On the Market: Luxury Developers and Landlords Utterly Dismayed by Market Slowdown

Central Park, mid-March 2015.

Central Park, mid-March 2015. dee_dee_creamer/flickr.

Real Affordability for All, the leading coalition opposing Mayor Bill de Blasio’s housing plan, has agreed to back it, despite the administration not agreeing to any of their demands besides conducting a deeper analysis, according to Politico New York. They note that “the study seemed to be a way to appease the opponents without actually making substantive changes to the plans before the Council takes its vote, possibly as soon as March 22.”

Councilmembers Helen Rosenthal and Jumaane Williams are warning Airbnb investors that they should get out now, citing the casual hotelier’s mounting legal troubles, according to Crain’s. The letter that they sent out to investors, including Ashton Kutcher and Jeff Bezos, is the latest salvo in an increasingly heated battle between politicians and the start-up, which recently admitted to purging unflattering data right before it “shared” a one-day snapshot with politicians and news media.

Luxury developers are shocked that the residential boom didn’t last forever. Crain’s reports that many real estate professionals are at a loss given recent signs that the market will not increase exponentially forever.

It’s not only residential landlords who have been left reeling from the luxury residential slump: Bloomberg reports that office landlords can no longer command premium rents, not even in the prized residential corridor. “With all the market uncertainty, there may be a ‘let’s meet the market’ mentality by landlords,” said Scott Rechler of RXR told them. “Whereas last year, it was ‘let’s move the market, let’s lead the market.’ ”

Meanwhile, many rent-regulated New Yorkers in gentrifying areas have already experienced the nasty bite of ‘preferential rents’—a policy which allows the landlords of rent stabilized buildings to jack up the rent hundreds of dollars a year if they’ve been charging less than the legally permissible RGB increases in areas where the market won’t bear it. For those who aren’t familiar with the threat to affordability, ProPublica takes a deep dive, focusing in particular on units that become de facto deregulated as the market catches up.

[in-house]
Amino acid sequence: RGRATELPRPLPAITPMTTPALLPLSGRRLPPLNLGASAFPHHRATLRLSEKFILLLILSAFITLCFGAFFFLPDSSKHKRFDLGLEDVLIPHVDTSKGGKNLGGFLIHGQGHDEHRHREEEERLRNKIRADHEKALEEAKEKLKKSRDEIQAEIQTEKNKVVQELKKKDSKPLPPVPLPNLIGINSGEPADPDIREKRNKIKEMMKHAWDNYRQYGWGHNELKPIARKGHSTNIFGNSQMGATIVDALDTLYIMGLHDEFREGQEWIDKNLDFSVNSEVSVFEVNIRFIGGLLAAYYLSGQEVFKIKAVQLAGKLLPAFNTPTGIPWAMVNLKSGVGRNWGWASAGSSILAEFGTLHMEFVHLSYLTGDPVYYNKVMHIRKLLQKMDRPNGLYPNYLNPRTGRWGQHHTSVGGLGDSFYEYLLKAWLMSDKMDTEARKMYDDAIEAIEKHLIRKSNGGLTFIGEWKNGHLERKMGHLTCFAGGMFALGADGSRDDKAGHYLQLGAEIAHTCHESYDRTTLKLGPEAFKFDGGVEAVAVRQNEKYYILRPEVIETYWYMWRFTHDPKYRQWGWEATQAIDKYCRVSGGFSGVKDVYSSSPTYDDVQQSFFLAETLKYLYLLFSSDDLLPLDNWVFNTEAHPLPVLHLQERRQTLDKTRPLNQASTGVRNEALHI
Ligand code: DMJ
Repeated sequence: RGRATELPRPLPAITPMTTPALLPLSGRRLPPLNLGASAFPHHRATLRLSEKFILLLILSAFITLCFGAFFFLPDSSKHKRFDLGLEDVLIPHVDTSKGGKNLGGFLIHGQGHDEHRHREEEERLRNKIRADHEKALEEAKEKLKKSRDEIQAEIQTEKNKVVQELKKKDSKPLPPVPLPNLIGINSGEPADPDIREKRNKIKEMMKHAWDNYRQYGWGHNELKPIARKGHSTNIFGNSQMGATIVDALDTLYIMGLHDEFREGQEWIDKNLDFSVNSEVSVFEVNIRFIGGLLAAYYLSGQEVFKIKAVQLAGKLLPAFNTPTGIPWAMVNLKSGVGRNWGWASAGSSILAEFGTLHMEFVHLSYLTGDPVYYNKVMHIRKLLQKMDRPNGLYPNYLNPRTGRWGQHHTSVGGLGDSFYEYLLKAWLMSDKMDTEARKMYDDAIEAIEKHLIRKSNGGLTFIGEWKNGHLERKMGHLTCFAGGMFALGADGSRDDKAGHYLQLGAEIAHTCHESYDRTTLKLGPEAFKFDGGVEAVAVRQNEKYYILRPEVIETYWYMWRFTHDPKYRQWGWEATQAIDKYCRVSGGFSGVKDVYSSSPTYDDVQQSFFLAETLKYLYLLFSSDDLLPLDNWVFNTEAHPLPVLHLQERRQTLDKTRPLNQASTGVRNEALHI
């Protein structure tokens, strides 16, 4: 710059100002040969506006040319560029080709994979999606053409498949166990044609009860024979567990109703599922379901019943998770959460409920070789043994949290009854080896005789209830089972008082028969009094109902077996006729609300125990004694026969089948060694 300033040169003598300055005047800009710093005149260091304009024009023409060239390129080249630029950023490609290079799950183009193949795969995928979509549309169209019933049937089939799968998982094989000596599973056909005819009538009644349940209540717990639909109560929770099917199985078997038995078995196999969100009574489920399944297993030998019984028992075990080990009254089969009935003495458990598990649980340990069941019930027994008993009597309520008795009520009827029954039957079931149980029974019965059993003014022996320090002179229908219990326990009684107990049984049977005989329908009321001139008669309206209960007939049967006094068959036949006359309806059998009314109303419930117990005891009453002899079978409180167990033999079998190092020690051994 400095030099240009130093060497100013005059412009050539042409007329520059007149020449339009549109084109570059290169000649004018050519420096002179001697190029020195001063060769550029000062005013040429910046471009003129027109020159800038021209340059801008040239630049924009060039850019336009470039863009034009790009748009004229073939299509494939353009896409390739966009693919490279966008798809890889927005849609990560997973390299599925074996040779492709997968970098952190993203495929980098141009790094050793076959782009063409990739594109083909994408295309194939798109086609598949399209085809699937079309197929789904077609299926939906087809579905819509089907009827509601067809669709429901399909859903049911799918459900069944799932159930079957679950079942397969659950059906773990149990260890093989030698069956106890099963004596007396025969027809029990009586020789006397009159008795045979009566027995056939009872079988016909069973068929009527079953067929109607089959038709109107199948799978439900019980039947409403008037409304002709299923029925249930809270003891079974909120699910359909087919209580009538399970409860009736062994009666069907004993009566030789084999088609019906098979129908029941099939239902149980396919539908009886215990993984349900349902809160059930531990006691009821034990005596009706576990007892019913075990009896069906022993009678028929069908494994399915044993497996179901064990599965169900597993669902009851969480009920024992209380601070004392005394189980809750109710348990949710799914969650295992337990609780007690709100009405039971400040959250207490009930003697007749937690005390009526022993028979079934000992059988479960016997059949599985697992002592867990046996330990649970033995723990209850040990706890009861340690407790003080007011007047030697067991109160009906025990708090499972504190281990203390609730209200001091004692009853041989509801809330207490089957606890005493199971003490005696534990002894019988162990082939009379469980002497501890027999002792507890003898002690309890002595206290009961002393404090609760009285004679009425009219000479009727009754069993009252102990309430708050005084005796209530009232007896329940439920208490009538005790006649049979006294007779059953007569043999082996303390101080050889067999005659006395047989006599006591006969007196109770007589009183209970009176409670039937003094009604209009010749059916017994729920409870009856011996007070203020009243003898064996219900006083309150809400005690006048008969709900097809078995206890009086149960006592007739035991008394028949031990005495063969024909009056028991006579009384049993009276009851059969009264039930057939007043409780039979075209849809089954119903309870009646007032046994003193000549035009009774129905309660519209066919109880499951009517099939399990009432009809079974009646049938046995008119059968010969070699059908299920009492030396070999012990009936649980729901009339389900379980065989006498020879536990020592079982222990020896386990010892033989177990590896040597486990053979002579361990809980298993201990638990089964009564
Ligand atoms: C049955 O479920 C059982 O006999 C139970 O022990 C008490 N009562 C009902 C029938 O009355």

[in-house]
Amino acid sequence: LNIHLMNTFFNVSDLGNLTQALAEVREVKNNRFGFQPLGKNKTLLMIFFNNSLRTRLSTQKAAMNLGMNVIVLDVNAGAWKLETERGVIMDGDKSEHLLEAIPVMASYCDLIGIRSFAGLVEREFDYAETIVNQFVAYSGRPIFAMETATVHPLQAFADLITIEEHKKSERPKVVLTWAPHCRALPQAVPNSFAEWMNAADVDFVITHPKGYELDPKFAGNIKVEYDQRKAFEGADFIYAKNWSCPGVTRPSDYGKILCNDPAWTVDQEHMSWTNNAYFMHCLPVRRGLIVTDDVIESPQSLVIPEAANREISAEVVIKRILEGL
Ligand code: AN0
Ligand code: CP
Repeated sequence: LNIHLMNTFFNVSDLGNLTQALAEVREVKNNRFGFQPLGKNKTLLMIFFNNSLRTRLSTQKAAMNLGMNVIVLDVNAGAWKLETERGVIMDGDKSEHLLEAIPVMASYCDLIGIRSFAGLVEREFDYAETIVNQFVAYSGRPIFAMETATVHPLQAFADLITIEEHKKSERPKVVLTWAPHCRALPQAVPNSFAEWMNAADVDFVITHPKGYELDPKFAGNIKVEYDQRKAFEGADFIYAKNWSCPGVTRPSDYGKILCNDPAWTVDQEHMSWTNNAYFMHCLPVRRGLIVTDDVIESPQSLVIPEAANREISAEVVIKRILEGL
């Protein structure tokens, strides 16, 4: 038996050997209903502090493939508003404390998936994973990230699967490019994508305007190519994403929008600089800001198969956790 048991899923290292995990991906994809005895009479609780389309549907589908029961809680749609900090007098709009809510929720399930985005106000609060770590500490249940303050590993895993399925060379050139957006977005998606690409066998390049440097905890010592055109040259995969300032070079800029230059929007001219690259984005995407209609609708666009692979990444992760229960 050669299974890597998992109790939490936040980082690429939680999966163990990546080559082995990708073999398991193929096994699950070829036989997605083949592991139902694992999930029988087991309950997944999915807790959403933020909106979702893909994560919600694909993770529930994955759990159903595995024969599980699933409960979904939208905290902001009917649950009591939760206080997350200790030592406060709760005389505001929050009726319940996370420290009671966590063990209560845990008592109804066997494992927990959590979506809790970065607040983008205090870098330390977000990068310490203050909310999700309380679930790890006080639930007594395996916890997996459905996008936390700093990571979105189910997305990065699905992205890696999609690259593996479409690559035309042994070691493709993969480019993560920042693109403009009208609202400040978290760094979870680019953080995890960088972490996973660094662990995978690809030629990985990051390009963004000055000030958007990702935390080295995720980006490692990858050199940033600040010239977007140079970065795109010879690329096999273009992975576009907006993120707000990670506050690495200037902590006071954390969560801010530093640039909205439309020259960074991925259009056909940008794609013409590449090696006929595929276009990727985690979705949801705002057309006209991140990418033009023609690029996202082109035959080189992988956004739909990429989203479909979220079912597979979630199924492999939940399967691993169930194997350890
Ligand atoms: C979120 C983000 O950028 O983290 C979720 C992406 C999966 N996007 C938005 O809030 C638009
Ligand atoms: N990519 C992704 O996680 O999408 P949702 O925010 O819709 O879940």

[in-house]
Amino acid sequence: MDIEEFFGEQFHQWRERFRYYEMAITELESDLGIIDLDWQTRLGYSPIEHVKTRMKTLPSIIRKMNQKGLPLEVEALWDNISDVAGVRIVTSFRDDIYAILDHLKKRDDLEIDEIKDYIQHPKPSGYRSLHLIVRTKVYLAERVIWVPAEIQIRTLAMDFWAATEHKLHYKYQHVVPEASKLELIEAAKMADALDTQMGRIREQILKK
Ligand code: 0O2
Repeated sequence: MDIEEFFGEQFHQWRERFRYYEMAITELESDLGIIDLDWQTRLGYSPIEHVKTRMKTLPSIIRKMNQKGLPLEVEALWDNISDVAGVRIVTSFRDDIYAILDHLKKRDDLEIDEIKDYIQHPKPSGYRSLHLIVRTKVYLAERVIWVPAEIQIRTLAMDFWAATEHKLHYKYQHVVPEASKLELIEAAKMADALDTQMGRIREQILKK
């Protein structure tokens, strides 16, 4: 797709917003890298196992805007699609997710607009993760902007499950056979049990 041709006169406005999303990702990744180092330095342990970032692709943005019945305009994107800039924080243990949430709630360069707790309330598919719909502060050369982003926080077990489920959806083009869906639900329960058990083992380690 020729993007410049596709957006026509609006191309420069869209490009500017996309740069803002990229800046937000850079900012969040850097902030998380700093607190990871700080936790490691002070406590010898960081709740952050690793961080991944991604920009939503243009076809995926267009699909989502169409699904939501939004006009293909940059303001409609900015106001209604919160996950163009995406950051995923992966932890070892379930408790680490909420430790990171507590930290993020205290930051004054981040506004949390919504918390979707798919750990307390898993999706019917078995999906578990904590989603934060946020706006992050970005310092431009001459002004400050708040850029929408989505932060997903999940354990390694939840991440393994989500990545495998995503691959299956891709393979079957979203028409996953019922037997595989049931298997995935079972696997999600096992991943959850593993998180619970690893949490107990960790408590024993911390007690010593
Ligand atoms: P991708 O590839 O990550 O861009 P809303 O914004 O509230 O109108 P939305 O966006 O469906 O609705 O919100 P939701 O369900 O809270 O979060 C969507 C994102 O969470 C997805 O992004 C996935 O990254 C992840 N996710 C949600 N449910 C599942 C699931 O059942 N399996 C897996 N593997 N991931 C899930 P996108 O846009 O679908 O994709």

Chelsea may seem like it has all the desirable amenities in the world, but it’s in danger of losing its Associated Supermarket on W. 14th, Gothamist reports. Far from a beloved mom & pop, the Associated is where those lucky enough not to be stuck with only a Gristedes or C-Town within a 10-block radius deign to shop, but its potential closure, which is coming as a result of a rent increase from $32,000 per month to $200,000 per month, is indicative of just how far advanced the area’s hyper-gentrification is.

Good news! The desnudas are back, DNAinfo reports. Now we can back to arguing about why public space shouldn’t be for all publics.

Actually, unambiguously good news: an adventure playground, modeled on the post-war European playgrounds in which children can engage in free play with tires, planks and nails, is coming to Governor’s Island, DNAinfo reports.

Lastly, Starbucks is super pissed that a Queens pizzeria is selling its coffee in siren-branded cups, via Gothamist.

On the Market: Luxury Developers and Landlords Utterly Dismayed by Market Slowdown